Social Prescribing: Improving Our Health and Wellbeing

When my beloved son Lucas took his life, my life imploded. I was grieving, in shock, frozen, incapable of managing my life. I couldn’t work.

I couldn’t manage banking, paying bills; the administrivia of life. I got behind and had to pay penalties. I subsisted on toast and sandwiches.  I isolated. I didn’t know where to go for help with my grieving. I found people, friends and neighbours either didn’t know what to say or simply avoided my deep mourning. Deep depression kicked in; I was a mental wreck. I really needed help.

I didn’t have a physical medical problem per se. I reached out to my doctor for a psychiatric referral. But that was just one of my many unserved needs. I didn’t know my needs, nor how to navigate the maze of social services. Neither my doctor’s office nor society had a one-stop service to get me all the help I needed. I desperately needed a social prescription.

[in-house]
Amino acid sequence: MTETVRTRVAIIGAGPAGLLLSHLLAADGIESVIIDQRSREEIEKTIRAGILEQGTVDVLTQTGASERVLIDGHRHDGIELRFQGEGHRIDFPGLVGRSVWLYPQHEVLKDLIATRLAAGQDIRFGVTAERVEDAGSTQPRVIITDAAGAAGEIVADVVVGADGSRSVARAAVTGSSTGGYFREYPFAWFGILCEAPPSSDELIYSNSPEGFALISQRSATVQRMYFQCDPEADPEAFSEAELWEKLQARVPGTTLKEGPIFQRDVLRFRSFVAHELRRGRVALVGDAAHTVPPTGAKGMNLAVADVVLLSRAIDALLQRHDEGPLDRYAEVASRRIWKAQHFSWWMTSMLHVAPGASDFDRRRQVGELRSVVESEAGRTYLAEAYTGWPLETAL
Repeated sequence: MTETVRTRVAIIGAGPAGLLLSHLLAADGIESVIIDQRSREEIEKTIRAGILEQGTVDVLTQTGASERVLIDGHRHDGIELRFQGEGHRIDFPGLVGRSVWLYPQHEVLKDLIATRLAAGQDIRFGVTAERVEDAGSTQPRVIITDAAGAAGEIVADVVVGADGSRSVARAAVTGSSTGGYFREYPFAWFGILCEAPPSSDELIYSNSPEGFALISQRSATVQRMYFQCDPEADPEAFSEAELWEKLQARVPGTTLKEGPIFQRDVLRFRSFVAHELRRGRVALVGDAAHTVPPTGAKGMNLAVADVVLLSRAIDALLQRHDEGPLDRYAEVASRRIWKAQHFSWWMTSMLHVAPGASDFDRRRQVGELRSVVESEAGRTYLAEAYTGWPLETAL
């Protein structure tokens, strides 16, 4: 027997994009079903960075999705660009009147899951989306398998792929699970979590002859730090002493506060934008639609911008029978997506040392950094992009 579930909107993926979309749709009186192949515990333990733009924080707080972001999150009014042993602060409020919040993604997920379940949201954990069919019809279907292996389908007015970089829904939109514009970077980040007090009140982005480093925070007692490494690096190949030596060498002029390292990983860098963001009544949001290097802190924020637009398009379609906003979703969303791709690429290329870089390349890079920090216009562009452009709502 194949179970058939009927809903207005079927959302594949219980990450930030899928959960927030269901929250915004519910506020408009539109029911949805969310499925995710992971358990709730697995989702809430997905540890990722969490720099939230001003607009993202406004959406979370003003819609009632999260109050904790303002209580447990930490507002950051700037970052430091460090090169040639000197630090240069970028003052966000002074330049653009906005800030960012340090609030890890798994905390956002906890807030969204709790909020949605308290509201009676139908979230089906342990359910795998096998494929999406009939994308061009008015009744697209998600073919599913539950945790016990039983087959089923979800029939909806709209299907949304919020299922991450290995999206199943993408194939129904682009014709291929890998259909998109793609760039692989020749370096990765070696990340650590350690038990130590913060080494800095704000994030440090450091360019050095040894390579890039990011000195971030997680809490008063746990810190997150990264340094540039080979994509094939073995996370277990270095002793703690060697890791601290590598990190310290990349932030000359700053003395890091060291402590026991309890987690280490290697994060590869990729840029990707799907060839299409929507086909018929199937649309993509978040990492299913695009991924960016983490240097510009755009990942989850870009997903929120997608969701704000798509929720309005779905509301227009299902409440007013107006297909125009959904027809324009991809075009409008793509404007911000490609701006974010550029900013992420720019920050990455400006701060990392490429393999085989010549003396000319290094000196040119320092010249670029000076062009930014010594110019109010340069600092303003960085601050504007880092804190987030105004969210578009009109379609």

What Is Social Prescribing?

My social prescription might have linked me with a grief counsellor, advised me to contact the Distress Centre or even prescribed an art class or spending time in nature. I was lucky Victim Services connected me to a super occupational therapist. 

Two things my social prescription would not include would be drugs or a referral to a psychiatrist. That remains my doctor’s domain. Social prescribing  (SP) is a primary care service that links patients with non-medical needs to sources of support provided by the community and voluntary sector to help improve their health and wellbeing. Social prescribing is also called social care coordination. It is a holistic approach to personal healthcare: from treating the physically sick to preventative wellness. It integrates body, mind and social factors to the universe of social support services.